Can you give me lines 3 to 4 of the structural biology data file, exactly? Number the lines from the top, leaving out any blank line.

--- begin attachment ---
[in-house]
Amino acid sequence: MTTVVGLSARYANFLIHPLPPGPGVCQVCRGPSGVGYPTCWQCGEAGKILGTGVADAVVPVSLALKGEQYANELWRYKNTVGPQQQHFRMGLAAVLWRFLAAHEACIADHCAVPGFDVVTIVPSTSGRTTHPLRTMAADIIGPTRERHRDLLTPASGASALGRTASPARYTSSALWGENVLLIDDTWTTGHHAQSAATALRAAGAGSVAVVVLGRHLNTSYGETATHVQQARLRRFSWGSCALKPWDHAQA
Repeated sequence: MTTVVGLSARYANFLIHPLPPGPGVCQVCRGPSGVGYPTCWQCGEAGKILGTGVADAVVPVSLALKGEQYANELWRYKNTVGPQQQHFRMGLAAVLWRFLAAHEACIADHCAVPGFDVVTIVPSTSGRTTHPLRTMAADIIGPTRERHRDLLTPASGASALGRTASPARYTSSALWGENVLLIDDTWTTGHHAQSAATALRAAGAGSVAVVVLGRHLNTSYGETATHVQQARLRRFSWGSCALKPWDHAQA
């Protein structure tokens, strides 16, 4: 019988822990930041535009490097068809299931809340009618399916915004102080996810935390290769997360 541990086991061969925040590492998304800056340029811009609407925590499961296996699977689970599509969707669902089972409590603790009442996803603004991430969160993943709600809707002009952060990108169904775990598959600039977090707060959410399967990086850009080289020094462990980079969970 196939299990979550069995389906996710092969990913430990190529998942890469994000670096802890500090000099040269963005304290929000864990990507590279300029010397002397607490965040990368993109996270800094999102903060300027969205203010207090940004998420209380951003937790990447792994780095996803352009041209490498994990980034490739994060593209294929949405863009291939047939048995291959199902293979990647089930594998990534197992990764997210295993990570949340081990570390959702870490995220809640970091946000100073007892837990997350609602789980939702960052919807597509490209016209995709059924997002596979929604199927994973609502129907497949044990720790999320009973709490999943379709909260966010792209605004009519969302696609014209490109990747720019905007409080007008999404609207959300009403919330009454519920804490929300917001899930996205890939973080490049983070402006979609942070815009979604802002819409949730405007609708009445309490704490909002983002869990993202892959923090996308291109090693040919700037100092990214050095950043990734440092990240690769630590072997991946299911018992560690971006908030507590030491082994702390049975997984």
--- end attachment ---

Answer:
Repeated sequence: MTTVVGLSARYANFLIHPLPPGPGVCQVCRGPSGVGYPTCWQCGEAGKILGTGVADAVVPVSLALKGEQYANELWRYKNTVGPQQQHFRMGLAAVLWRFLAAHEACIADHCAVPGFDVVTIVPSTSGRTTHPLRTMAADIIGPTRERHRDLLTPASGASALGRTASPARYTSSALWGENVLLIDDTWTTGHHAQSAATALRAAGAGSVAVVVLGRHLNTSYGETATHVQQARLRRFSWGSCALKPWDHAQA
């Protein structure tokens, strides 16, 4: 019988822990930041535009490097068809299931809340009618399916915004102080996810935390290769997360 541990086991061969925040590492998304800056340029811009609407925590499961296996699977689970599509969707669902089972409590603790009442996803603004991430969160993943709600809707002009952060990108169904775990598959600039977090707060959410399967990086850009080289020094462990980079969970 196939299990979550069995389906996710092969990913430990190529998942890469994000670096802890500090000099040269963005304290929000864990990507590279300029010397002397607490965040990368993109996270800094999102903060300027969205203010207090940004998420209380951003937790990447792994780095996803352009041209490498994990980034490739994060593209294929949405863009291939047939048995291959199902293979990647089930594998990534197992990764997210295993990570949340081990570390959702870490995220809640970091946000100073007892837990997350609602789980939702960052919807597509490209016209995709059924997002596979929604199927994973609502129907497949044990720790999320009973709490999943379709909260966010792209605004009519969302696609014209490109990747720019905007409080007008999404609207959300009403919330009454519920804490929300917001899930996205890939973080490049983070402006979609942070815009979604802002819409949730405007609708009445309490704490909002983002869990993202892959923090996308291109090693040919700037100092990214050095950043990734440092990240690769630590072997991946299911018992560690971006908030507590030491082994702390049975997984």